DO WE NEED AN IRISH LANGUAGE ACT?
Only in Northern Ireland surely would politicians struggling to bridge deep-rooted divisions in their community rush to create yet another one. The province has for generations been split over perceived national identities and religion, but has been spared the fundamental divide of language that has plagued many countries across Europe.
Northern Ireland is monoglot; everyone speaks English and migrants rapidly become English-speaking. There is a considerable minority who speak Irish, or who want to learn it, and others who, while they may not speak it, value it as part of the cultural heritage of the region. But recent migrants apart, there is no non-English speaking minority disadvantaged by their use of English in daily dealings with various public authorities and the community at large.
Does this mean we do not need an Irish Language Act? The St Andrews Agreement states that….
The Government will introduce an Irish Language Act reflecting on the experience of Wales and Ireland and work with the incoming Executive to enhance and protect the development of the Irish language.
That poorly drafted paragraph seems to say that the British Government, then ruling NI directly, would introduce an Irish Language Act at Westminster. (Technically it could introduce a Bill, but not an Act.). In the event it produced no such Bill, and cannot do so now while the NI Assembly is still functioning and having control over what is a devolved matter.
But the rest of the sentence clearly implies that the NI Executive will work to enhance and protect the development of the language and this puts an onus on those who were party to the Agreement to honour that commitment.
The Northern Ireland St Andrews Act goes a little further, saying that ‘The Executive Committee shall adopt a strategy setting out how it proposes to enhance and protect the development of the Irish language.’ That could, or could not, mean an Irish Language Act. Call it what you will, the Executive and the Assembly seem obliged to devise some strategy on the Irish language. Failure to do so will mean the language issue will hang around as another toxic blockage on progress towards normality and proper government.
The St Andrews document says such strategy should stem from ‘reflecting on the experience of Wales and Ireland’.
Policy from the first days of the Irish Free State was to designate Irish as the first national language, and to work for its restitution as the spoken language of the country through a combination of compulsion and incentives. In those respects the policy has been a costly failure. In the 1926 census 18.3% of the population were recorded as ‘Irish speakers’. In 2011 only 1.8% were using Irish on a daily basis, while 4.4% spoke it ‘regularly’. This despite the fact that every schoolchild for almost a century has had to ‘learn’ Irish, and great amounts of public money have gone into its promotion.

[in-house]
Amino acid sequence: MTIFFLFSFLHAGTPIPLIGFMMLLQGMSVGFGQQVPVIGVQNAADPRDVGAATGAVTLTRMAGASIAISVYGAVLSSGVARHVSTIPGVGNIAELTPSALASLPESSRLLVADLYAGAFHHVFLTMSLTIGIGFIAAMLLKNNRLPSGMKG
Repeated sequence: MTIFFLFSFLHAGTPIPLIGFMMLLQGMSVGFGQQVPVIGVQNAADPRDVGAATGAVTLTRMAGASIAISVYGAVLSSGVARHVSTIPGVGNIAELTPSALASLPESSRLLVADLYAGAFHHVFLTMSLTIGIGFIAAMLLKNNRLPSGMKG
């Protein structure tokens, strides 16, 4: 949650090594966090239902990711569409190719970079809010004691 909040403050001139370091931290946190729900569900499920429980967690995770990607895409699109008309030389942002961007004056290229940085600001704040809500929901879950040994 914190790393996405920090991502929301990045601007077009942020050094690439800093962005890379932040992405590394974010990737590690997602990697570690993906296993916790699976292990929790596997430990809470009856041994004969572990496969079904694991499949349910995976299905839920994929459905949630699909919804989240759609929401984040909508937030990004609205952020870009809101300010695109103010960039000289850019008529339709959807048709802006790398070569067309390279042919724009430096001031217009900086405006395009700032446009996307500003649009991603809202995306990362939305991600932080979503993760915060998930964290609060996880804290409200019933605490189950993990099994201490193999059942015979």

Despite the official homage paid to it today, Irish is patently not the language of Ireland. Nevertheless the language has not died, there are still significant numbers of Irish speakers, and the language has its place in the cultural and literary history and life of the country.
Sinn Fein’s language policy for Northern Ireland, regrettably, seems as much ideological as the Irish state’s has been since its creation – that is to assert that Irish is the language of a substantial portion of the population, and that it is therefore necessary that people must be able to use Irish in their dealings with all official bodies.
The reality is that Irish is not the first language of any substantial minority here, and Irish speakers are fluent in English. Is it therefore necessary to impose a heavy burden on the public purse by giving Irish an official status? (A few years ago a distinguished academic estimated that the Dublin government spent one billion euro annually on education in Irish.)
The insistence that Irish speaking must be facilitated in all government or official forums and agencies and the language used in various other ways – such as posting street names in Irish - will seem to some as a slightly more sophisticated form of painting the kerbstones to establish territory, and will ensure that the language remains highly divisive, a tribal football.
What the Irish language deserves is not pretence but real respect. It is not a dead language, it is living and spoken and has a lively contemporary literature as well as a rich heritage
Nationalists should reflect on the southern Irish experience and ask whether imposing a degree of official Irish would be in the interests of the language or in the development of a shared culture in Northern Ireland. Some Unionists use scorn and ridicule in this argument, and Sinn Fein’s approach may invite such invective, but the language itself should not be sneered at, and should certainly not be regarded as foreign to Unionist culture. Where do they think the names of almost every townland, village and town in Ulster come from?
Arlene Foster has declared her Never, Never, Never to an Irish Language Act, but may wish to, or be obliged to find a way round that. The term ‘Irish’ as applied to what was called Gaelic is relatively recent. The Gaelic League and the Gaelic Athletic Association were so named when founded in the late 19th century and are still so-called. The switch to Irish was in itself highly political, an assertion that Gaelic was indeed the language of the people of Ireland, even though they were predominantly English-speaking.
Perhaps Ms Foster and other Unionists, and even Sinn Fein, could contemplate an Irish-Gaelic Language Act. It is, after all, a more accurate description.